18 October 2016   1 comment

The propaganda war between the US and Russia continues.  The Royal Bank of Scotland (RBS) has closed the accounts of the media outlet RT (once known as Russia Today).  RT is generally regarded as a news outlet for the Russian government and it regularly publishes articles that toe the official Russian government line.  RBS suggests that the closure is related to the fear that holding the accounts of RT may violate the sanctions imposed by the European Union against Russia for its annexation of Crimea.  RT claims that the act is an attempt to silence the voice of the Kremlin in world affairs.  No matter what the actual reasons are, it is incontestable that the action is consistent with the US objective of sending messages to Russia about its alleged interference in the US election cycle.

As the world struggles with anemic economic growth, the question of how best to revive the global economy has become central.  There are essentially two policy suggestions.  The neoliberal perspective argues that the slow growth is due to fundamental imbalances in revenues and spending.  This perspective focuses on reducing spending to match revenues so that debt levels can be brought down and investor confidence restored.  This point of view argues for policies that favor capital so that productive investments will be made.  The redistributive perspective argues that the slow growth is due to insufficient demand caused by inadequate wages.  This point of view favors policies that increase the purchasing power of labor so that demand can be stimulated.  The redistributive approach is captured by Stephen Koukalas in The Guardian.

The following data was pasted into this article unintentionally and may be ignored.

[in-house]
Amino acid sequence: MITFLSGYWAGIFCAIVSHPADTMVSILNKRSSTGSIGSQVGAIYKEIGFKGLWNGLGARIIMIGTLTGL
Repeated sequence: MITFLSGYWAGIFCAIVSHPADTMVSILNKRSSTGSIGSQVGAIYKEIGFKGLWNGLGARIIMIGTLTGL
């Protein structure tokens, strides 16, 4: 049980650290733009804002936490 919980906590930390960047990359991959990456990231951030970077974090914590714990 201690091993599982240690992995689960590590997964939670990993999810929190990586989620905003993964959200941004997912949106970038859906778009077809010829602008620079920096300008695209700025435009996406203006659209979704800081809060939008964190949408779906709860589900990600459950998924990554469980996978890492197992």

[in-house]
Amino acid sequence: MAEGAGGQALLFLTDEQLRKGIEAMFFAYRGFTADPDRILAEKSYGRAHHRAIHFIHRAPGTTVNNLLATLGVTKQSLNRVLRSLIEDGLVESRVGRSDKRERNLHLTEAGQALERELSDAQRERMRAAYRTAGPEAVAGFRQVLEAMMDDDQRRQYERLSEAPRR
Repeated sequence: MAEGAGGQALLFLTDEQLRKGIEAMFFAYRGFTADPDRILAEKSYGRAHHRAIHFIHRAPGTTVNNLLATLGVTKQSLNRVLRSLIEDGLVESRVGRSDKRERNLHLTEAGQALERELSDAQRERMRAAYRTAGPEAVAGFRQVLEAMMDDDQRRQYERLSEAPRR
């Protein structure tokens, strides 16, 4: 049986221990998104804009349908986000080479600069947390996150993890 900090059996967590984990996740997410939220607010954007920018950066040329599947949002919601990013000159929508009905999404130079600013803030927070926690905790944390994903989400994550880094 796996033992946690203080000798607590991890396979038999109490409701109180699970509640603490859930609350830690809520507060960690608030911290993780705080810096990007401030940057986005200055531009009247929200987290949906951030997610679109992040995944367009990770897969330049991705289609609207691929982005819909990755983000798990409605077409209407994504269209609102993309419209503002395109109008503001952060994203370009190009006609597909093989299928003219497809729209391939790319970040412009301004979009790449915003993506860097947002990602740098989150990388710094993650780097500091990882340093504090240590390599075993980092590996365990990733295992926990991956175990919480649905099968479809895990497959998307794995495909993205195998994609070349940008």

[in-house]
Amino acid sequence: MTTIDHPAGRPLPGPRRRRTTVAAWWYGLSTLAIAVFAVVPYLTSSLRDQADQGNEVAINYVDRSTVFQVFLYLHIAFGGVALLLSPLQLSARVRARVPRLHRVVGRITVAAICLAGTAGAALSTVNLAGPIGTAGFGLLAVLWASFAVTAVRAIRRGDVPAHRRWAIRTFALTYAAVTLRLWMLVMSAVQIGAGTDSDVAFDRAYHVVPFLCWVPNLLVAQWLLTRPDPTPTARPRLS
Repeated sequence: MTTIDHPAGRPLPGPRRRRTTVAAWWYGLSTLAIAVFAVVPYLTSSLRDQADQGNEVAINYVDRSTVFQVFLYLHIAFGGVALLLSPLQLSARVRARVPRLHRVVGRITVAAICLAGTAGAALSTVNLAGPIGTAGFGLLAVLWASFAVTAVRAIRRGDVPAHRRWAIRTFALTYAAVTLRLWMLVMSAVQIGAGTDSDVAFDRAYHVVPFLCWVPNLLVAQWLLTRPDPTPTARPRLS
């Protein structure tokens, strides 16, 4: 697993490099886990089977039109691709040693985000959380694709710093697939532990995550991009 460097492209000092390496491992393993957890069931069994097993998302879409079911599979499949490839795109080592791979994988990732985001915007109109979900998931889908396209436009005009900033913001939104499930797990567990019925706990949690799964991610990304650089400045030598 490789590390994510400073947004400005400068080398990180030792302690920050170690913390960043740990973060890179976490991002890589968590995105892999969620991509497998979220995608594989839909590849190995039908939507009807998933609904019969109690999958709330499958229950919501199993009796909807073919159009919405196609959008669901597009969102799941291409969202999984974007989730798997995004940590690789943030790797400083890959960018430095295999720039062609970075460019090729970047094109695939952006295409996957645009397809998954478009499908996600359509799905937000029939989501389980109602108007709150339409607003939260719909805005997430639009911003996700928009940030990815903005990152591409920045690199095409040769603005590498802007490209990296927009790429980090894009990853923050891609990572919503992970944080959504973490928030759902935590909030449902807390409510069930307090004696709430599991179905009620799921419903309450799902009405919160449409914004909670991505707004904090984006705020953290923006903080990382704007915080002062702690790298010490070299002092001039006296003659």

Shadi Hamid has written an essay on American power in world affairs that will undoubtedly make some readers happy and others completely outraged.   He takes on the part of the American left that holds that American military power is almost always ineffective and destructive.  An example of his rhetoric:

“The alternative to a proactive and internationalist U.S. policy is to “do no harm,” and this might seem a safe fallback position: Foreign countries and cultures are too complicated to understand, so instead of trying to understand them, let’s at least not make the situation worse. The idea that the U.S. can “do no harm,” however, depends on the fiction that the most powerful nation in the world can ever be truly “neutral” in foreign conflicts, not just when it acts, but also when it doesn’t. Neutrality, or silence, is often complicity, something that was once the moral, urgent claim of the Left. The fiction of neutrality is growing more dangerous, as we enter a period of resurgent authoritarianism, anti-refugee incitement, and routine mass killing.”

The essay is provocative but raises issues that should be addressed and not dismissed.  It will really make one think.

Posted October 18, 2016 by vferraro1971 in World Politics

One response to “18 October 2016

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  1. The redistributive perspective relies on the lower-income people in generating further economic growth. But the additional spending by the lower-income people would easily fall into certain spending patterns and categories — the very poor people, according to the redistributive perspective, are more ready in spending their extra income, but very likely, this readiness could be associate with representative items such as food and family necessary supplies. Is this spending choice more beneficial to an economy than the investment that potentially can be made by some higher-income people? Also for both of the perspectives, why should it make more sense to discuss income and expanse instead of reconsidering the current structure of economic flow? Maybe subsidizing some industries that could potentially be more productive and efficient would serve the economy even more.


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